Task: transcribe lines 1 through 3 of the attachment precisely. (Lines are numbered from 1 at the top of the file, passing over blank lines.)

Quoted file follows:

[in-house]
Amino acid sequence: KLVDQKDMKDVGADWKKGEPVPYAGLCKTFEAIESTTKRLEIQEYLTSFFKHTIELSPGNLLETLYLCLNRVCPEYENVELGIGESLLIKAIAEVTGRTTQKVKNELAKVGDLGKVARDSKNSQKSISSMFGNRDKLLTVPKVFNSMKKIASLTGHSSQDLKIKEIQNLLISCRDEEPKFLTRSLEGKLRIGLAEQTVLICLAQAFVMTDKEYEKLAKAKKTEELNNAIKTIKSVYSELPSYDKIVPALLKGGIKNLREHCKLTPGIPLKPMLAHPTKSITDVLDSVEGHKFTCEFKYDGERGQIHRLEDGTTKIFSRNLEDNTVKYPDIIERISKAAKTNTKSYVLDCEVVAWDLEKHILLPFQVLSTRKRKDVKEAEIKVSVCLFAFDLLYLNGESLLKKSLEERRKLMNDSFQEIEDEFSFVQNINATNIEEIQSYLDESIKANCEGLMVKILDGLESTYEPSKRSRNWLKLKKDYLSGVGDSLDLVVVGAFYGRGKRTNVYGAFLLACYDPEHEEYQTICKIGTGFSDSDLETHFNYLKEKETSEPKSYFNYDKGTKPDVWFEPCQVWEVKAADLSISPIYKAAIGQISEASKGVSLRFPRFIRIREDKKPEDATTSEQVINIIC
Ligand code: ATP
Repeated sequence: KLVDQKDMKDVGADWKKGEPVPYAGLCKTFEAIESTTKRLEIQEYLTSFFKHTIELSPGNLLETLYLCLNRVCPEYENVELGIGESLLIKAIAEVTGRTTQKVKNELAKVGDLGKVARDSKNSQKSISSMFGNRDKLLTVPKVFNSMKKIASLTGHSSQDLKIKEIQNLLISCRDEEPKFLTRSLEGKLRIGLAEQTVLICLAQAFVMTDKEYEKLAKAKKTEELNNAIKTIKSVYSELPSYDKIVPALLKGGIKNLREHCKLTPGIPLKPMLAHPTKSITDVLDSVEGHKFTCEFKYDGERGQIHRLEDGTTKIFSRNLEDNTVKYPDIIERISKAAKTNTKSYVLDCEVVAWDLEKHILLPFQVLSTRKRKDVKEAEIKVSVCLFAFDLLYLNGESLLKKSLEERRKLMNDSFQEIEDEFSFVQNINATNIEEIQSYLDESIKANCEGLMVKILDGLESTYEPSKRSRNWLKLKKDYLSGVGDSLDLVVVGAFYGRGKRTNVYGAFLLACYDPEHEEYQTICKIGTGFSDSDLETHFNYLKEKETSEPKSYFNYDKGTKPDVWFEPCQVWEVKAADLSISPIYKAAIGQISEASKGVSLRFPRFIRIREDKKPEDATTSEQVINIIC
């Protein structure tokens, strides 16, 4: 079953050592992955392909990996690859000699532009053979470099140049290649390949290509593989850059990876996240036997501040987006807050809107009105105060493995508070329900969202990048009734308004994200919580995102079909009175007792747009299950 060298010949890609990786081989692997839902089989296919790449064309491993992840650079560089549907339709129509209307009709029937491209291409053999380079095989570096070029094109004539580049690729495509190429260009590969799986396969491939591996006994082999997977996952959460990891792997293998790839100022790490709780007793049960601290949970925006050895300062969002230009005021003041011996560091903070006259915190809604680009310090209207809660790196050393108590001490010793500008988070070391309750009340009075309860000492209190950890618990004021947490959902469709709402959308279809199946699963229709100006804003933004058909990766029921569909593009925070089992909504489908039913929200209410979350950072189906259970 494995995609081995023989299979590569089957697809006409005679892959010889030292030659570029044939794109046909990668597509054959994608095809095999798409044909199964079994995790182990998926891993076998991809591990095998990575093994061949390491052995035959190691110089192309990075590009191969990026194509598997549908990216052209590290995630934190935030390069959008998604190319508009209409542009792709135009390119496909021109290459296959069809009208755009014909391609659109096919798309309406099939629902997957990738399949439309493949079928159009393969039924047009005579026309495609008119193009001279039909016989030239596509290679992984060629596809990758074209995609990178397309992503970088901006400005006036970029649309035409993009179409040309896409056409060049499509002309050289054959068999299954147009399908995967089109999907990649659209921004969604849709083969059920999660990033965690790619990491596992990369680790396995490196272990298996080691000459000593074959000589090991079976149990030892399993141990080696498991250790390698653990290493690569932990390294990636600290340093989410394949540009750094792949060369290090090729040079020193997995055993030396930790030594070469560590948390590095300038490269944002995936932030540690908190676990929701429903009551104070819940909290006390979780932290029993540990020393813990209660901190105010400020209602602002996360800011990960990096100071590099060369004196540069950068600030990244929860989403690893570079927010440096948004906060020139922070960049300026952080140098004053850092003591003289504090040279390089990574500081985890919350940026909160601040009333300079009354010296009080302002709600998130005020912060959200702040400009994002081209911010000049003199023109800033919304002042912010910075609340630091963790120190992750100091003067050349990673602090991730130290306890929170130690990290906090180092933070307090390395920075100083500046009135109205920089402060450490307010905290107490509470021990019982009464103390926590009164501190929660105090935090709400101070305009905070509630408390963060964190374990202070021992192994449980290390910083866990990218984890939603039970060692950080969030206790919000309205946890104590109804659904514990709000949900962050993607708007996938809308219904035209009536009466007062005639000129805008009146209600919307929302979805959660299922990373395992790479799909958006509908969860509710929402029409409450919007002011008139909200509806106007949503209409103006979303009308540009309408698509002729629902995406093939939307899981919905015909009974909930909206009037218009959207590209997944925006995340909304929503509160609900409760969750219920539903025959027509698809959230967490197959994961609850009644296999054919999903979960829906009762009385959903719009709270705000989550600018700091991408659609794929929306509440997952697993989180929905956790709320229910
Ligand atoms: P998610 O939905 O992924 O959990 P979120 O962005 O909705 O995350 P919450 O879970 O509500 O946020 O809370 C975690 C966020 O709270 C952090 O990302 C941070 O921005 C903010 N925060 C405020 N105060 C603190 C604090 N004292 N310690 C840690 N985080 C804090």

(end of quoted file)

[in-house]
Amino acid sequence: KLVDQKDMKDVGADWKKGEPVPYAGLCKTFEAIESTTKRLEIQEYLTSFFKHTIELSPGNLLETLYLCLNRVCPEYENVELGIGESLLIKAIAEVTGRTTQKVKNELAKVGDLGKVARDSKNSQKSISSMFGNRDKLLTVPKVFNSMKKIASLTGHSSQDLKIKEIQNLLISCRDEEPKFLTRSLEGKLRIGLAEQTVLICLAQAFVMTDKEYEKLAKAKKTEELNNAIKTIKSVYSELPSYDKIVPALLKGGIKNLREHCKLTPGIPLKPMLAHPTKSITDVLDSVEGHKFTCEFKYDGERGQIHRLEDGTTKIFSRNLEDNTVKYPDIIERISKAAKTNTKSYVLDCEVVAWDLEKHILLPFQVLSTRKRKDVKEAEIKVSVCLFAFDLLYLNGESLLKKSLEERRKLMNDSFQEIEDEFSFVQNINATNIEEIQSYLDESIKANCEGLMVKILDGLESTYEPSKRSRNWLKLKKDYLSGVGDSLDLVVVGAFYGRGKRTNVYGAFLLACYDPEHEEYQTICKIGTGFSDSDLETHFNYLKEKETSEPKSYFNYDKGTKPDVWFEPCQVWEVKAADLSISPIYKAAIGQISEASKGVSLRFPRFIRIREDKKPEDATTSEQVINIIC
Ligand code: ATP